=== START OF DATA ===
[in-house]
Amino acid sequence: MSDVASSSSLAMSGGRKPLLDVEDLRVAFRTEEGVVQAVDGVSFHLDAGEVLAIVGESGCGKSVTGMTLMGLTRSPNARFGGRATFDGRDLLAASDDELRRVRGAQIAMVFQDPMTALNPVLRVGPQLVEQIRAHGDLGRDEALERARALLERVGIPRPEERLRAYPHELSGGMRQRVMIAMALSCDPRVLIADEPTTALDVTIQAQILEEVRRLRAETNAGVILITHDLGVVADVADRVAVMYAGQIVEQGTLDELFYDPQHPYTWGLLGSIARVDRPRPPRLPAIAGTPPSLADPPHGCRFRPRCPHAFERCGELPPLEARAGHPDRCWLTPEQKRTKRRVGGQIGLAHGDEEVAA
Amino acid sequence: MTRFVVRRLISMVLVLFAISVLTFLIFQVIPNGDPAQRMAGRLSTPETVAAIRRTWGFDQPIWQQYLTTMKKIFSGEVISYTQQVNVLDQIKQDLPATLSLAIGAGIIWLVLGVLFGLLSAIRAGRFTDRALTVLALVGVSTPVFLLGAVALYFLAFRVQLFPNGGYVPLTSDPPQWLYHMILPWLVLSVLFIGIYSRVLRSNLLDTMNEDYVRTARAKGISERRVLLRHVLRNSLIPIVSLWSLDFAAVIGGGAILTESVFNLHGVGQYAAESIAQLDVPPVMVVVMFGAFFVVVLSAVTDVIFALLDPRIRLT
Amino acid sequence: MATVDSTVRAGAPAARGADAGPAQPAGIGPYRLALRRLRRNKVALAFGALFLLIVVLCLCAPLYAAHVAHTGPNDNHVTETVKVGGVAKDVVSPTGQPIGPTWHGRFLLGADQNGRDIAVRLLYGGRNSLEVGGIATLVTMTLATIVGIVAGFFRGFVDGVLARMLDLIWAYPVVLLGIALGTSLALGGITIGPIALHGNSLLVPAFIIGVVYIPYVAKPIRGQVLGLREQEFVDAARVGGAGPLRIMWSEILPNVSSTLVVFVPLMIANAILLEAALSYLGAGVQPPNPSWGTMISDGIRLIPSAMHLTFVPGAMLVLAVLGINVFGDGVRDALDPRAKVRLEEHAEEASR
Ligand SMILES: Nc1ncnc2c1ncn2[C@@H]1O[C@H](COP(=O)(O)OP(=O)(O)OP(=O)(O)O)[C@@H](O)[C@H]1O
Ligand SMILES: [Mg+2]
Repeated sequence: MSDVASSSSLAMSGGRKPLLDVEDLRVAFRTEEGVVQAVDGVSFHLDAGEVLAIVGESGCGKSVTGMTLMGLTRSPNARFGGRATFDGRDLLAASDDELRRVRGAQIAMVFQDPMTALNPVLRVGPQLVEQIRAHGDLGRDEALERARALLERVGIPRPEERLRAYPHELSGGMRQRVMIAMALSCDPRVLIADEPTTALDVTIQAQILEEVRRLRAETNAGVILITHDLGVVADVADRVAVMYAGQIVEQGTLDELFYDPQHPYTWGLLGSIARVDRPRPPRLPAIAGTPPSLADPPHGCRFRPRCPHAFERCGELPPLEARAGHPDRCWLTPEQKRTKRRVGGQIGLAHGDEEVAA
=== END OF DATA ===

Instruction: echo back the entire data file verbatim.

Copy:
[in-house]
Amino acid sequence: MSDVASSSSLAMSGGRKPLLDVEDLRVAFRTEEGVVQAVDGVSFHLDAGEVLAIVGESGCGKSVTGMTLMGLTRSPNARFGGRATFDGRDLLAASDDELRRVRGAQIAMVFQDPMTALNPVLRVGPQLVEQIRAHGDLGRDEALERARALLERVGIPRPEERLRAYPHELSGGMRQRVMIAMALSCDPRVLIADEPTTALDVTIQAQILEEVRRLRAETNAGVILITHDLGVVADVADRVAVMYAGQIVEQGTLDELFYDPQHPYTWGLLGSIARVDRPRPPRLPAIAGTPPSLADPPHGCRFRPRCPHAFERCGELPPLEARAGHPDRCWLTPEQKRTKRRVGGQIGLAHGDEEVAA
Amino acid sequence: MTRFVVRRLISMVLVLFAISVLTFLIFQVIPNGDPAQRMAGRLSTPETVAAIRRTWGFDQPIWQQYLTTMKKIFSGEVISYTQQVNVLDQIKQDLPATLSLAIGAGIIWLVLGVLFGLLSAIRAGRFTDRALTVLALVGVSTPVFLLGAVALYFLAFRVQLFPNGGYVPLTSDPPQWLYHMILPWLVLSVLFIGIYSRVLRSNLLDTMNEDYVRTARAKGISERRVLLRHVLRNSLIPIVSLWSLDFAAVIGGGAILTESVFNLHGVGQYAAESIAQLDVPPVMVVVMFGAFFVVVLSAVTDVIFALLDPRIRLT
Amino acid sequence: MATVDSTVRAGAPAARGADAGPAQPAGIGPYRLALRRLRRNKVALAFGALFLLIVVLCLCAPLYAAHVAHTGPNDNHVTETVKVGGVAKDVVSPTGQPIGPTWHGRFLLGADQNGRDIAVRLLYGGRNSLEVGGIATLVTMTLATIVGIVAGFFRGFVDGVLARMLDLIWAYPVVLLGIALGTSLALGGITIGPIALHGNSLLVPAFIIGVVYIPYVAKPIRGQVLGLREQEFVDAARVGGAGPLRIMWSEILPNVSSTLVVFVPLMIANAILLEAALSYLGAGVQPPNPSWGTMISDGIRLIPSAMHLTFVPGAMLVLAVLGINVFGDGVRDALDPRAKVRLEEHAEEASR
Ligand SMILES: Nc1ncnc2c1ncn2[C@@H]1O[C@H](COP(=O)(O)OP(=O)(O)OP(=O)(O)O)[C@@H](O)[C@H]1O
Ligand SMILES: [Mg+2]
Repeated sequence: MSDVASSSSLAMSGGRKPLLDVEDLRVAFRTEEGVVQAVDGVSFHLDAGEVLAIVGESGCGKSVTGMTLMGLTRSPNARFGGRATFDGRDLLAASDDELRRVRGAQIAMVFQDPMTALNPVLRVGPQLVEQIRAHGDLGRDEALERARALLERVGIPRPEERLRAYPHELSGGMRQRVMIAMALSCDPRVLIADEPTTALDVTIQAQILEEVRRLRAETNAGVILITHDLGVVADVADRVAVMYAGQIVEQGTLDELFYDPQHPYTWGLLGSIARVDRPRPPRLPAIAGTPPSLADPPHGCRFRPRCPHAFERCGELPPLEARAGHPDRCWLTPEQKRTKRRVGGQIGLAHGDEEVAA